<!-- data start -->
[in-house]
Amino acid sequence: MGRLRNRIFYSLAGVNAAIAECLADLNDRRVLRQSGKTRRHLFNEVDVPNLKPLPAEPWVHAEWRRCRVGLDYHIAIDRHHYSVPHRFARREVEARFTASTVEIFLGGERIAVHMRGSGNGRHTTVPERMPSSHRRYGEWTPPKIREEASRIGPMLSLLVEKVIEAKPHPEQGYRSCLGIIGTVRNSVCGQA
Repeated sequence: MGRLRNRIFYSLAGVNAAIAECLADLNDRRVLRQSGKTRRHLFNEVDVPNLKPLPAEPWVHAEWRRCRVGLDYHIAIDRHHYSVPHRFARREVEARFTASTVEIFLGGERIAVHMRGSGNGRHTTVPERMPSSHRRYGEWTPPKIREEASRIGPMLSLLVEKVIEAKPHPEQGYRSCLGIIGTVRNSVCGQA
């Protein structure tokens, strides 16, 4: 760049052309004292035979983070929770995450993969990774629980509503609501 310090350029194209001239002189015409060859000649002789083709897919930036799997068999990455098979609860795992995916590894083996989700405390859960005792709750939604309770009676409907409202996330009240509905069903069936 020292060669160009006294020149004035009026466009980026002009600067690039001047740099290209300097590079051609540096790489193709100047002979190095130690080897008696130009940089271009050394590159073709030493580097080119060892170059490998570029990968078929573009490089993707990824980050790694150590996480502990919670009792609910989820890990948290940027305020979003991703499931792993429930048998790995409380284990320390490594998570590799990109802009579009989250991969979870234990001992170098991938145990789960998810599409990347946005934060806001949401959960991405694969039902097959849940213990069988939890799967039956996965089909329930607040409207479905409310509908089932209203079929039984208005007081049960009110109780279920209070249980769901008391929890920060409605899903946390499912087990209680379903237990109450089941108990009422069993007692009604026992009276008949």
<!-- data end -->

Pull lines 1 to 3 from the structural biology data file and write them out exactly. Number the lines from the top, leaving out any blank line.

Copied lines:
[in-house]
Amino acid sequence: MGRLRNRIFYSLAGVNAAIAECLADLNDRRVLRQSGKTRRHLFNEVDVPNLKPLPAEPWVHAEWRRCRVGLDYHIAIDRHHYSVPHRFARREVEARFTASTVEIFLGGERIAVHMRGSGNGRHTTVPERMPSSHRRYGEWTPPKIREEASRIGPMLSLLVEKVIEAKPHPEQGYRSCLGIIGTVRNSVCGQA
Repeated sequence: MGRLRNRIFYSLAGVNAAIAECLADLNDRRVLRQSGKTRRHLFNEVDVPNLKPLPAEPWVHAEWRRCRVGLDYHIAIDRHHYSVPHRFARREVEARFTASTVEIFLGGERIAVHMRGSGNGRHTTVPERMPSSHRRYGEWTPPKIREEASRIGPMLSLLVEKVIEAKPHPEQGYRSCLGIIGTVRNSVCGQA